Two Die During
Radio Contest
Is P.F. Jones?

Nationally Sindicated Morning
Show Cancelled

by Lindsey Quinn
Post Manhattan Reporter

Richard Bagg and Peter Dripp, hosts of the "Dick n Peter in the Morning" Show, were fired this morning after two people died as a result of one of their radio contests.
Albert Remming, 43, and Sandy Bashe, 28, died while competing for a Sony PS3 in the "Who Can Swallow More Pennies" Contest on air.
"It's such a shame," said Dripp, "that Sandy girl was really hot. She shouldn't have gone for that last roll of pennies."
A transcript of the show revealed that Remming swallowed $7.82 in pennies and Bashe swallowed $5.27.
"There's no question Remming would have won," said Bagg, "he was a fat bastard. Respectfully."
The "Dick n Peter" Show, which had been sindicated on the OnlyChoice Radio Network since 2002, was no stranger to controversy.
Bagg and Dripp drew criticism in 2006 after a radio contestant fell into a coma during a "Who Can Hold Their Breath Longer" Contest.
"That kid woke up a few weeks later," Bagg clarified.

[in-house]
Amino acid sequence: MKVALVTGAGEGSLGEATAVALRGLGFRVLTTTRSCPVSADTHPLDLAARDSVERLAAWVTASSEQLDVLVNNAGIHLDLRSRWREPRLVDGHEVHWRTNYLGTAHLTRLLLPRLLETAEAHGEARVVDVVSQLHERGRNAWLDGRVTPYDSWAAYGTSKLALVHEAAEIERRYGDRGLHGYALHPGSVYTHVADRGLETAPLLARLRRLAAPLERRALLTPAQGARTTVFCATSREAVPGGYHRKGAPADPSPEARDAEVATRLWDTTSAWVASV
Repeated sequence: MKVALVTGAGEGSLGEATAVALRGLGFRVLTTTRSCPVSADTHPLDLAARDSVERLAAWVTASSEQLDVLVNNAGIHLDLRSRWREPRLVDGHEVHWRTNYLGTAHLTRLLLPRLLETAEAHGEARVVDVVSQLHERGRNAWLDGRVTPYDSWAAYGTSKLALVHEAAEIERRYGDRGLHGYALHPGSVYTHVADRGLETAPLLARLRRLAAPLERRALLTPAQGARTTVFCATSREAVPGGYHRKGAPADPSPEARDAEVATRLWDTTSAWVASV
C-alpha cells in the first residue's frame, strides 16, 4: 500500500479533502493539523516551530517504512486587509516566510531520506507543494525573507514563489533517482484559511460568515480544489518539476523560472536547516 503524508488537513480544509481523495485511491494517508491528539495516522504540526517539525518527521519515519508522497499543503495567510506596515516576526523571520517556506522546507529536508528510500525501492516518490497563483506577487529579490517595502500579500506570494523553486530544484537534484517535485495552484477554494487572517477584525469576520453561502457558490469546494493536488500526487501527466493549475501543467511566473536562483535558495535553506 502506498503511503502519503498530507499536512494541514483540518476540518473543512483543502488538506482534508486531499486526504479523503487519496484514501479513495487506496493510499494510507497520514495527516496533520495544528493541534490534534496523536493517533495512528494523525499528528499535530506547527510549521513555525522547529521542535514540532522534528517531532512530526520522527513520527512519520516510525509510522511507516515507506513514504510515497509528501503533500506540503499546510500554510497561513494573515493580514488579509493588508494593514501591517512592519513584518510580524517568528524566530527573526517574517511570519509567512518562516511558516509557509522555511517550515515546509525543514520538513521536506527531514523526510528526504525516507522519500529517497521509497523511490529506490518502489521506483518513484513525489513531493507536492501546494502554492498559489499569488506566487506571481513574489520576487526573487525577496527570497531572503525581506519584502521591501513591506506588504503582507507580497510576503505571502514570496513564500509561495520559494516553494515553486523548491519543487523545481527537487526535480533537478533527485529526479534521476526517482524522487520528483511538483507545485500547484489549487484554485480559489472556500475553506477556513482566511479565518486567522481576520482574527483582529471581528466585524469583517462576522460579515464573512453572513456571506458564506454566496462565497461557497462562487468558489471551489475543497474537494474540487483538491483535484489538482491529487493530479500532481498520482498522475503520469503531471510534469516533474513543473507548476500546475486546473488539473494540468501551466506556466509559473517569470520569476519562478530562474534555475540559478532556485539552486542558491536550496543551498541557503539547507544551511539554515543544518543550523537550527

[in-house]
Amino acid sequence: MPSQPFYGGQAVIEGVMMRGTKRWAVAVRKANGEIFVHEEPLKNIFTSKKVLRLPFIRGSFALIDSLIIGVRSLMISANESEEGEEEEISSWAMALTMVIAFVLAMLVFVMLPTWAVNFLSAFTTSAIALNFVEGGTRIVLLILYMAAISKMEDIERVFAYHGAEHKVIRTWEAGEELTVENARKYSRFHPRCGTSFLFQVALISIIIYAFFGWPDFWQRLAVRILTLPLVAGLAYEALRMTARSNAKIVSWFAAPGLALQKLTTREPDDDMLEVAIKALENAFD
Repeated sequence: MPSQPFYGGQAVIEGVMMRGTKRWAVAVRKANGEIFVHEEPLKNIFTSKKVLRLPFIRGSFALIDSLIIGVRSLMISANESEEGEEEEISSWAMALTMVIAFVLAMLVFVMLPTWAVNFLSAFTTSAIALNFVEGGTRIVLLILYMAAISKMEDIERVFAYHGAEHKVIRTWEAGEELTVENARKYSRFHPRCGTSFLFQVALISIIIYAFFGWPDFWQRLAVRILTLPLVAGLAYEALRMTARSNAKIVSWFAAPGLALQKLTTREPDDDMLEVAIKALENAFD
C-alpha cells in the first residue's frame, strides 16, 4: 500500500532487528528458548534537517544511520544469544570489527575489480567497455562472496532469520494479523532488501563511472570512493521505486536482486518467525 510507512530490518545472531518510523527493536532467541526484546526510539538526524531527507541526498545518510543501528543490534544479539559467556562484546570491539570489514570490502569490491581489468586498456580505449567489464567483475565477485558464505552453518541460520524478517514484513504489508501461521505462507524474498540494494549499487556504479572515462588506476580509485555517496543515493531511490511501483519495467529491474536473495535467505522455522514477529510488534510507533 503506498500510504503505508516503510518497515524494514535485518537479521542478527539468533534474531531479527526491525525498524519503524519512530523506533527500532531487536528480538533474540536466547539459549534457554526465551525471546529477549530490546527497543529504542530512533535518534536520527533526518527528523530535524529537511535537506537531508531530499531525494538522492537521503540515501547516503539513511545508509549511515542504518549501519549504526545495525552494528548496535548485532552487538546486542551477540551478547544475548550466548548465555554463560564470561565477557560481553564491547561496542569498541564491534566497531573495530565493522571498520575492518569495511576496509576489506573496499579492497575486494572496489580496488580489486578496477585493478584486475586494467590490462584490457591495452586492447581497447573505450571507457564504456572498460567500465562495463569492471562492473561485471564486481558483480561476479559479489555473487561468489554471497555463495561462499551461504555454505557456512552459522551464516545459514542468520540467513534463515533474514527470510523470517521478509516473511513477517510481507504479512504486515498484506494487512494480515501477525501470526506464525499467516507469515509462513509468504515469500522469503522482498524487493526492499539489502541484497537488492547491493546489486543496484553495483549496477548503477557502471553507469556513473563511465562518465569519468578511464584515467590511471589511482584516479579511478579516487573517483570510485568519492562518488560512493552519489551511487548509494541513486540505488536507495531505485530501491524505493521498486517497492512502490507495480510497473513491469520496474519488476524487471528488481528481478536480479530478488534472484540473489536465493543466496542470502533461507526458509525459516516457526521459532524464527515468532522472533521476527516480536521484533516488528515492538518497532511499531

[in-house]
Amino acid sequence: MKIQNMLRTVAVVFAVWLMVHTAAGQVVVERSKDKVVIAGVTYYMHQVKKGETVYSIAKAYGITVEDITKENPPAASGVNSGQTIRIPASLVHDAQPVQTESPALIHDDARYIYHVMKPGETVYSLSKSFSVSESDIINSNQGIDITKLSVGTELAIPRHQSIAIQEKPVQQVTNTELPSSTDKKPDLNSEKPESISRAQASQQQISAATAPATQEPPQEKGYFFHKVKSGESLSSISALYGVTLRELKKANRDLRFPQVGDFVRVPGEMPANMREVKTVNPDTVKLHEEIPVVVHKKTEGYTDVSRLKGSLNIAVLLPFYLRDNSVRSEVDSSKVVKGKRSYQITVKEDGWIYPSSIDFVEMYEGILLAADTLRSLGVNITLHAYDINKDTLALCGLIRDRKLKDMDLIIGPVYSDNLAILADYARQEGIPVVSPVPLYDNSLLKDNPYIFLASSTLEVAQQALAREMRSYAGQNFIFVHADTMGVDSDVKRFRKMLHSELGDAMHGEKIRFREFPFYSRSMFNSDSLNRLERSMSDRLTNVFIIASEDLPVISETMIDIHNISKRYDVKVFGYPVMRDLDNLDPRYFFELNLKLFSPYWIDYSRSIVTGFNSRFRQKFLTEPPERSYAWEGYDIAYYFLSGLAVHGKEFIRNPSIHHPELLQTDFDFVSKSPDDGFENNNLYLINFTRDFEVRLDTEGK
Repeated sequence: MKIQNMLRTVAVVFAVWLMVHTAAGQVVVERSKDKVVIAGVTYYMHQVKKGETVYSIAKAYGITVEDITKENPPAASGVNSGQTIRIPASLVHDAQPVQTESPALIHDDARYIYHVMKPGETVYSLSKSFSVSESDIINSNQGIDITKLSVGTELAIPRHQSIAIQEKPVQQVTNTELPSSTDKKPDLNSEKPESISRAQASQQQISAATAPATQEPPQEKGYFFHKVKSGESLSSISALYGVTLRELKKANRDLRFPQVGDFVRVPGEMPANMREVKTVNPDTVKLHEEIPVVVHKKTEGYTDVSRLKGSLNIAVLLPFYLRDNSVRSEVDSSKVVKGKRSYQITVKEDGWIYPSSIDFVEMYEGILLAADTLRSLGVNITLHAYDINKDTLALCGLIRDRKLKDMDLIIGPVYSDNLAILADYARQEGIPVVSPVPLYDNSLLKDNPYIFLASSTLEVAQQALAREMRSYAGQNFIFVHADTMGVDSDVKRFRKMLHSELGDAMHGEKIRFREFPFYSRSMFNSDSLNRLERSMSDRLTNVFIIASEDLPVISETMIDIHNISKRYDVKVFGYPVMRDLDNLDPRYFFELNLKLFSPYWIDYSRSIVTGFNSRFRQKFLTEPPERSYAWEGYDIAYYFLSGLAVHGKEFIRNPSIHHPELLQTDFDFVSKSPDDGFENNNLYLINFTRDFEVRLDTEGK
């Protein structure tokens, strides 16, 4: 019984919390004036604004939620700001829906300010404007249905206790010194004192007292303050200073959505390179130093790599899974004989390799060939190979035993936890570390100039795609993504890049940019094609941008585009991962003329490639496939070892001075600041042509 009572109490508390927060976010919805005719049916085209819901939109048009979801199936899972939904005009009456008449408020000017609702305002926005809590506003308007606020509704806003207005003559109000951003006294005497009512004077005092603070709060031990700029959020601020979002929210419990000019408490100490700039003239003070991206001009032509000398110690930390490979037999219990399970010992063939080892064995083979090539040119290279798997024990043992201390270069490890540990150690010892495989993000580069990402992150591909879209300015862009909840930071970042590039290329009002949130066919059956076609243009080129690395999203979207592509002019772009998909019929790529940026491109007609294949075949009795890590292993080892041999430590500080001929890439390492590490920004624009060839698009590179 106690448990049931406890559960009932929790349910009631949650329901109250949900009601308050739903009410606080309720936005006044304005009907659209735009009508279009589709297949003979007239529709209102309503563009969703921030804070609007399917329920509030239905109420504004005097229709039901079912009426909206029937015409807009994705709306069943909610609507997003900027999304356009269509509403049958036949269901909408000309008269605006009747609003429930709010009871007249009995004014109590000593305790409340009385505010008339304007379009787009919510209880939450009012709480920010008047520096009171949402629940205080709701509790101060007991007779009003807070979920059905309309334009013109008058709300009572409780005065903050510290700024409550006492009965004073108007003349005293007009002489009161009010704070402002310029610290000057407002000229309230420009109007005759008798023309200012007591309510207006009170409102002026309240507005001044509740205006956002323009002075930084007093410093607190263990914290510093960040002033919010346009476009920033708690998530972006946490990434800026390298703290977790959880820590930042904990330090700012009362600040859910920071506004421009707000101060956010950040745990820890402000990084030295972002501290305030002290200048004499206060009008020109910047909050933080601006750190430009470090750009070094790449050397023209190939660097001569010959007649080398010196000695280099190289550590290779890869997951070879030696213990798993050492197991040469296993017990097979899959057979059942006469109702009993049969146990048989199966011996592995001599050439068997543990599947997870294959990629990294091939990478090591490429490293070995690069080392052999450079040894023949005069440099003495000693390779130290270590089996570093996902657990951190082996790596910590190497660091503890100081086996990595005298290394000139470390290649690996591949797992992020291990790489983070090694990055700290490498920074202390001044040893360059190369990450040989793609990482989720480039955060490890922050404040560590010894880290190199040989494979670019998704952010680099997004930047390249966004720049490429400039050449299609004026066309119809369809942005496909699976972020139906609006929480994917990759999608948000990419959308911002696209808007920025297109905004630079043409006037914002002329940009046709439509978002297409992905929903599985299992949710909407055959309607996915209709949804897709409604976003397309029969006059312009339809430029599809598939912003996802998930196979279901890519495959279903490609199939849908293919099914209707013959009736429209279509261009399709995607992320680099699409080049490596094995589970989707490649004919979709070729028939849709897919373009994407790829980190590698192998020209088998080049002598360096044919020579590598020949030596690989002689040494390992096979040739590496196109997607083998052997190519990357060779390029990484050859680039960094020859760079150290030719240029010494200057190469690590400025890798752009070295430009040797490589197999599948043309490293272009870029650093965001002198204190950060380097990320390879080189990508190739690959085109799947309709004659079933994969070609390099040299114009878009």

The morning show has also been lambasted for its "Streetflasher" bumper stickers, which have been implicated in hundreds of auto accidents.
Authorities investigated the penny deaths, but determined the morning DJs weren't criminally responsible.
"This isn't the first time someone's died for a Play Station ," said captain Mort Harris of the NYPD, "but no one made these idiots eat the pennies, and common sense should have stopped them at some point."
Harris said the DJs may, however, be civilly liable for wrongful death.
"It was negligent for them not to consult a doctor before hand," said Remming's sister, Sarah Drake.
Bagg rebukes that charge.
"We totally asked Dr. Pecker about it," said Bagg reffering to their call-in STD expert.
Bagg and Dripp say they have no immediate career plans.
"At least we don't have to get up at 4 a.m. anymore," Dripp said.

Bookmark and Share


  front page about us mission statement the characters